Separate studies offer evidence of geothermal plant causing Pohang earthquake

April 27, 2018 by Bob Yirka, report
Pohang, South Korea, Geothermal Power Plant with surface deformation and seismogram recorded after the November 2017 Mw 5.5 earthquake. Credit: Rob Westaway

Two teams working independently have found evidence implicating a geothermal plant in South Korea as a cause of a major earthquake in the city of Pohang last year. One of the teams, made up of researchers from several universities in Korea, used data from onsite seismic monitors to reach their conclusions. The other team was made up of researchers from across Europe and used satellite data to make their assessments. Both teams have published their findings in the journal Science.

Last year, on November 15, a 5.5-magnitude earthquake struck the South Korean city of Pohang, causing structural damage and numerous injurious to citizens. The quake was a surprise to much of the world because the area was not sitting on a known fault line and no earthquake had ever been recorded there. It was not a surprise to the Korean team of researchers, however, who had already observed numerous smaller earthquakes in the area that they suspected were caused by a geothermal plant—the size of the quake, on the other hand, was a major surprise. Because of the smaller quakes, the researchers had installed an array of seismic monitors around the plant. Just five days later, the big quake came. Data from the sensors indicated the was centered directly below the geothermal plant, strongly suggesting its activities were involved.

Geothermal such as the one proposed in Pohang (it has since been shut down) involve drilling two holes into the ground and then forcing down them, causing the ground between them to crack. Once it does, water can be pumped down one hole and extracted from the other hole. The water is heated as it passes through the cracks underground. In most cases, such plants work without problem, but in this case, it appears the water served as a lubricant for an unknown fault.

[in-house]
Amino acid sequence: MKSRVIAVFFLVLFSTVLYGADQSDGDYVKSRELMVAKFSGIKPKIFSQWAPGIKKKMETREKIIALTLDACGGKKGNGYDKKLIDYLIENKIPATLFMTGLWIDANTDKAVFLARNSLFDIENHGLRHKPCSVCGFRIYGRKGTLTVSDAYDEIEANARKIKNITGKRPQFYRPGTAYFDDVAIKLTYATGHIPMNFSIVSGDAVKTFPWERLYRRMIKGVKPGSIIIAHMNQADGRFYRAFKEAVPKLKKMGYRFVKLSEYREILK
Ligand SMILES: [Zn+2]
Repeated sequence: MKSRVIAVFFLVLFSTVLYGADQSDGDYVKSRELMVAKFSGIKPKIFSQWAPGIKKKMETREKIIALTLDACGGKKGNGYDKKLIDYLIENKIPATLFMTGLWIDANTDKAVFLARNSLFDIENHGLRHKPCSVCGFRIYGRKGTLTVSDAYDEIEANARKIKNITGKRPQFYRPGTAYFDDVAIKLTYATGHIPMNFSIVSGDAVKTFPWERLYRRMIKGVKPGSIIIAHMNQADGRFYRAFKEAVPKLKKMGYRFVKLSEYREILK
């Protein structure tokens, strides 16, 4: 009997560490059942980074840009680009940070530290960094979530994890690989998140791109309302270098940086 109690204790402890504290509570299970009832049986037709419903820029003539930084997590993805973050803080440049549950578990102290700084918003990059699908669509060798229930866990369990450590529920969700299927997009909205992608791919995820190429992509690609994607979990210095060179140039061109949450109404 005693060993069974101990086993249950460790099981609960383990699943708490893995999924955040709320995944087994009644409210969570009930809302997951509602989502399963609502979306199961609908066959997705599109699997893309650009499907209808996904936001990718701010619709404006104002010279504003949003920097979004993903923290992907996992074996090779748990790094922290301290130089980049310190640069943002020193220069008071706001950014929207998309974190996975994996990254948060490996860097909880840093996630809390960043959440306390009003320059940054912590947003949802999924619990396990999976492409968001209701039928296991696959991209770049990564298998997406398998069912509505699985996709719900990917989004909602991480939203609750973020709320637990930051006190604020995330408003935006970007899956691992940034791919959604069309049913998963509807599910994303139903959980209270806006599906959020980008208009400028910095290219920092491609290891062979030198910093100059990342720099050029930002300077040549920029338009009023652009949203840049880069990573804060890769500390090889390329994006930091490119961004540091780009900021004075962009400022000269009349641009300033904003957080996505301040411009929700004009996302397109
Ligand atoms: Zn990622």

Yangsan fault and location of the geothermal project near Pohang, South Korea. Credit: ETH Zurich

The second team used data from regional and also from satellites to study ground movement. They noted the earlier, smaller earthquakes and the larger one were all centered around the geothermal plant—they also noted that all of the quakes were unusually shallow. Taken together, the evidence suggests that the geothermal plant activities were the cause of the earthquakes.

Explore further: Geothermal power facility induces earthquakes, study finds

More information: 1. F. Grigoli et al. The November 2017Mw5.5 Pohang earthquake: A possible case of induced seismicity in South Korea, Science (2018). DOI: 10.1126/science.aat2010

The Mw 5.5 earthquake that struck South Korea in November 2017 was one of the largest and most damaging events in this country over the last century. Its proximity to an Enhanced Geothermal Systems site, where high pressure hydraulic injection had been performed during the previous two years, raises the possibility that this earthquake was anthropogenic. We have combined seismological and geodetic analyses to characterize the mainshock and its largest aftershocks, constrain the geometry of this seismic sequence and shed light on its casual factors. According to our analysis it seems plausible that the occurrence of this earthquake was influenced by these industrial activities. Finally we found that the earthquake transferred static stress to larger nearby faults, potentially increasing the seismic hazard in the area.

2. Kwang-Hee Kim et al. Assessing whether the 2017Mw5.4 Pohang earthquake in South Korea was an induced event, Science (2018). DOI: 10.1126/science.aat6081

The Mw 5.4 Pohang earthquake, the most damaging event in South Korea since instrumental seismic observation began in 1905, occurred beneath the Pohang geothermal power plant in 2017. Geological and geophysical data suggest that the Pohang earthquake was induced by fluid from an enhanced geothermal system (EGS) site, which was injected directly into a near-critically-stressed subsurface fault zone. The magnitude of the mainshock makes it the largest known induced earthquake at an EGS site.

Press release

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